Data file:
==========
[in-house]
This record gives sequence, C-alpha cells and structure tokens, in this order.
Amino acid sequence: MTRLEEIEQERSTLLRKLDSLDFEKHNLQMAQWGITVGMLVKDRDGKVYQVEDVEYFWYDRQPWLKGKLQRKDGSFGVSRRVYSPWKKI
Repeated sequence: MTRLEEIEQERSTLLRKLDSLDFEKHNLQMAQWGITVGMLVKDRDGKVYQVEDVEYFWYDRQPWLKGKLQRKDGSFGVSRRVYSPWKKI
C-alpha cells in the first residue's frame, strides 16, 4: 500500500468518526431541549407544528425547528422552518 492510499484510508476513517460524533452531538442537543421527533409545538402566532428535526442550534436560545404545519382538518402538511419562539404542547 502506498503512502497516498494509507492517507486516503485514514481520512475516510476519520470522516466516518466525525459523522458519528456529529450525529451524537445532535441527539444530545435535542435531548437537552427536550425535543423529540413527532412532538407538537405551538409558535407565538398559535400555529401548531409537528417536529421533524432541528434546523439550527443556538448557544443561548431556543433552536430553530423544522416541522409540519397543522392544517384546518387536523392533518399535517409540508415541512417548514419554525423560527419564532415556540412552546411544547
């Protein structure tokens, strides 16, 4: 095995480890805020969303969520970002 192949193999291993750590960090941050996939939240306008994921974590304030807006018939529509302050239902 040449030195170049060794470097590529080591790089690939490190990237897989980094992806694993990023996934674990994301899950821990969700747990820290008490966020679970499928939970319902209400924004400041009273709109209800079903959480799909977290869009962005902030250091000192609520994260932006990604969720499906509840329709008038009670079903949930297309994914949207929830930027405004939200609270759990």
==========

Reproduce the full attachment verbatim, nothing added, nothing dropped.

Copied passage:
[in-house]
This record gives sequence, C-alpha cells and structure tokens, in this order.
Amino acid sequence: MTRLEEIEQERSTLLRKLDSLDFEKHNLQMAQWGITVGMLVKDRDGKVYQVEDVEYFWYDRQPWLKGKLQRKDGSFGVSRRVYSPWKKI
Repeated sequence: MTRLEEIEQERSTLLRKLDSLDFEKHNLQMAQWGITVGMLVKDRDGKVYQVEDVEYFWYDRQPWLKGKLQRKDGSFGVSRRVYSPWKKI
C-alpha cells in the first residue's frame, strides 16, 4: 500500500468518526431541549407544528425547528422552518 492510499484510508476513517460524533452531538442537543421527533409545538402566532428535526442550534436560545404545519382538518402538511419562539404542547 502506498503512502497516498494509507492517507486516503485514514481520512475516510476519520470522516466516518466525525459523522458519528456529529450525529451524537445532535441527539444530545435535542435531548437537552427536550425535543423529540413527532412532538407538537405551538409558535407565538398559535400555529401548531409537528417536529421533524432541528434546523439550527443556538448557544443561548431556543433552536430553530423544522416541522409540519397543522392544517384546518387536523392533518399535517409540508415541512417548514419554525423560527419564532415556540412552546411544547
């Protein structure tokens, strides 16, 4: 095995480890805020969303969520970002 192949193999291993750590960090941050996939939240306008994921974590304030807006018939529509302050239902 040449030195170049060794470097590529080591790089690939490190990237897989980094992806694993990023996934674990994301899950821990969700747990820290008490966020679970499928939970319902209400924004400041009273709109209800079903959480799909977290869009962005902030250091000192609520994260932006990604969720499906509840329709008038009670079903949930297309994914949207929830930027405004939200609270759990």